‘A Day In May’ will honour those who have died by suicide with Charlie Bird announcing that the play will be dedicated to the memory of James, a young man who lost his life to suicide after he was homophobically bullied.
James you will not be forgotten. @ADayinMay2018 .
The play written by Colin Murphy will be dedicated to James a young gay man who took his own life after he was homophobically bullied.
Olympia Theatre 24/25 June. All profits to Pieta House. Two amazing nights ! pic.twitter.com/nxMxHqcrFY
— Charlie Bird (@charliebird49) June 17, 2018
The play premieres on the 24th of June which is the 25th anniversary on the day that Mary Robinson signed the bill removing homosexuality as a crime.
All proceeds raised from the play, directed by the man behind the groundbreaking play ‘The Gay Detective’, will be donated to Pieta House who work directly with BeLonG To to provide counselling to LGBT+ youth experiencing suicidal ideation.
Speaking on the Ray D’Arcy show, Charlie Bird, who wrote the book on which the play is based, said “since I’ve done this book I know of one person myself personally and one family of a young man in this country who was homophobically bullied and took his own life, since this marriage equality referendum, that is what is happening.”
It has been long documented that the LGBT+ community has higher rates of mental health issues than their straight counterparts. Brian Higgins CEO of Pieta House said that the Marriage Equality Referendum helped in improving this but we still have some way to go:
“It was an equality referendum and where there is equality you have space for people to be who they are and for people to be accepted as to who they are. The referendum has opened up a conversation it created a national dialogue, one of the issues that we see is that the national dialogue hasn’t matched private dialogue in homes and that’s where the disconnect comes in and that’s where people suffer.”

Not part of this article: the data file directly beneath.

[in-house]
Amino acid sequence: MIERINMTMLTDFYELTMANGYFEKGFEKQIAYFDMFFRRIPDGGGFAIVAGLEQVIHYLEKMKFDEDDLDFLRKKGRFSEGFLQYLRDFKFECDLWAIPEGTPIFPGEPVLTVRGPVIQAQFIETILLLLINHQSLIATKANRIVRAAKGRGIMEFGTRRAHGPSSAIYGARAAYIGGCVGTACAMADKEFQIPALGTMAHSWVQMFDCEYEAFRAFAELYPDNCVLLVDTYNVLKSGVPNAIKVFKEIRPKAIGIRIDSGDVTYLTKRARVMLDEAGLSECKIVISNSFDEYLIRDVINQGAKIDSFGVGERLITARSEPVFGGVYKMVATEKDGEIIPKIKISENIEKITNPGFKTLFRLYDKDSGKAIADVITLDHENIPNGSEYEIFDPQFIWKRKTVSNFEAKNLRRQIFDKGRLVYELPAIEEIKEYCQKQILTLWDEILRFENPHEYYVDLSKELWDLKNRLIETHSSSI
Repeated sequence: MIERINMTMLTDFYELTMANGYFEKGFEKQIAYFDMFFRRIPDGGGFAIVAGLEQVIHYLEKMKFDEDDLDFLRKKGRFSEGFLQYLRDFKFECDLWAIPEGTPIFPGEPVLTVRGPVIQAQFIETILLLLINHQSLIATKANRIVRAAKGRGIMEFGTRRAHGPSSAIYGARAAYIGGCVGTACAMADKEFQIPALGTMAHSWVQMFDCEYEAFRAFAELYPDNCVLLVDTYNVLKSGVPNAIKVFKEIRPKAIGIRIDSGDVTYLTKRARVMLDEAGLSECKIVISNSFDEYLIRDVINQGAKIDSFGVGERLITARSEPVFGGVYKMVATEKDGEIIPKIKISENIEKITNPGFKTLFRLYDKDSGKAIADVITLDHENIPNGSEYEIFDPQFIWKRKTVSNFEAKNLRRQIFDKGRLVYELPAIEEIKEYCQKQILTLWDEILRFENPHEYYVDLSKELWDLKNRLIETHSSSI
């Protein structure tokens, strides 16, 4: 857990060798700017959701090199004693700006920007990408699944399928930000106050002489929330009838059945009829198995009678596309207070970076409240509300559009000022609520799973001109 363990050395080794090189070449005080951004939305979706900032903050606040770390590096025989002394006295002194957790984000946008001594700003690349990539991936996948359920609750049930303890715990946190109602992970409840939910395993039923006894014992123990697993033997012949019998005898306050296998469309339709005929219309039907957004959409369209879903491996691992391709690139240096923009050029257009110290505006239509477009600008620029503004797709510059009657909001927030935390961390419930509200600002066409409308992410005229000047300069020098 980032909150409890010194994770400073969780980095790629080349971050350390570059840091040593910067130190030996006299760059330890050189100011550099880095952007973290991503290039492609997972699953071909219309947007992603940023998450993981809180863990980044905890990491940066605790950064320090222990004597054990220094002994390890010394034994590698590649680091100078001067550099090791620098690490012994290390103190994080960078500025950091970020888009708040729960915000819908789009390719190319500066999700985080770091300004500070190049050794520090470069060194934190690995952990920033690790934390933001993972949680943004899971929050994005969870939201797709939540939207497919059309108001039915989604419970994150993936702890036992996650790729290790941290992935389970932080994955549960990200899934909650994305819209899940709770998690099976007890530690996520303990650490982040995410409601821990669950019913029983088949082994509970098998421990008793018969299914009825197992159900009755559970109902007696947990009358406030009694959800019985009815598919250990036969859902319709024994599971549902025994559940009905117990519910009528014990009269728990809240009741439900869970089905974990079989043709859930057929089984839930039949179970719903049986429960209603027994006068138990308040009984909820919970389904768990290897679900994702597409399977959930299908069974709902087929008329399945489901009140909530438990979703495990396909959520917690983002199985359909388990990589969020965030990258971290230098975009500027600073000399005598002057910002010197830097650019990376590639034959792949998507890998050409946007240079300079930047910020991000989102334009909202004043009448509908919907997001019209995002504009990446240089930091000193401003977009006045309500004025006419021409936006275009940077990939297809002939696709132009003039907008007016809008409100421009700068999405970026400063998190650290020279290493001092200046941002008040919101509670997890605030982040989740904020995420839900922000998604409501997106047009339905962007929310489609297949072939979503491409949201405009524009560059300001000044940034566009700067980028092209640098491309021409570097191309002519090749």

— ADayinMay2018 (@ADayinMay2018) June 19, 2018
He also spoke about the darker side of the marriage referendum and how traumatic it was to listen to debates. “There were parts of it that were horrific to listen to what people were saying, and allegations that were made and just the tone, and you think people are hearing this. What there wasn’t was a controlling voice in the middle saying be mindful of what you say because what you say is going to be heard by somebody who could be very deeply impacted by what is said, and that’s what we see in Pieta House.”
Higgins said reversing this societal stigma and turning despair into hope is done in part by this play which Charlie Bird said is “a celebration, there is laughter in it”.
— ADayinMay2018 (@ADayinMay2018) June 18, 2018
The play begins 37 years ago in Fairview Park when a young man [Declan Flynn] was beaten to death because he was gay and then we move on to the struggle to repeal the law on homosexuality. The play then moves on to the campaign for marriage equality and I interviewed a lot of the people who were involved in the campaign and what we’ve done is that we’ve interwoven the stories from people.
“In a way I think the important thing in the book is that these are not all the well-known people who are gay, these are the people who come from the four corners of this country.”
A Day in May is playing for two nights only this Sunday 24th and Monday 25th of June, to mark the 25th anniversary of the decriminalisation of homosexuality and the official Exoneration or Pardon for those convicted. To get your tickets, visit the Olympia’s website or Ticketmaster – which also offers you the option to donate directly to Pieta House.
If you were affected by any of the issues highlighted in this article you can reach out to the following:
T: 1890 929 539 | W: www.lgbt.ie
TENI Helpline (Transgender Support)
T: 085 147 7166 | W: www.teni.ie
T: 1850 60 90 90 | W: www.samaritans.ie
Pieta House (Self-Harm/Suicide Support)
For your chance to win two tickets to A Day in May, answer the following question:
Gerard Stembridge, director of ‘A Day In May’, also directed another groundbreaking play. What was it called?
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